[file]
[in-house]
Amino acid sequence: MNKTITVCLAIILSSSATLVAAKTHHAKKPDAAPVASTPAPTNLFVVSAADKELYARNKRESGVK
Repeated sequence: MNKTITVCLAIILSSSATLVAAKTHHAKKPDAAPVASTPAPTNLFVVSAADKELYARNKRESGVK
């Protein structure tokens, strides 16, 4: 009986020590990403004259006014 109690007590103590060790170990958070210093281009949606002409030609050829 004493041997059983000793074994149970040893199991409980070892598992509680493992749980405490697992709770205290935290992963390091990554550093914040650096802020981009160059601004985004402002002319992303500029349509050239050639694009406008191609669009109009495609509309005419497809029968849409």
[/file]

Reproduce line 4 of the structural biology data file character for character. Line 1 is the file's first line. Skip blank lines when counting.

């Protein structure tokens, strides 16, 4: 009986020590990403004259006014 109690007590103590060790170990958070210093281009949606002409030609050829 004493041997059983000793074994149970040893199991409980070892598992509680493992749980405490697992709770205290935290992963390091990554550093914040650096802020981009160059601004985004402002002319992303500029349509050239050639694009406008191609669009109009495609509309005419497809029968849409």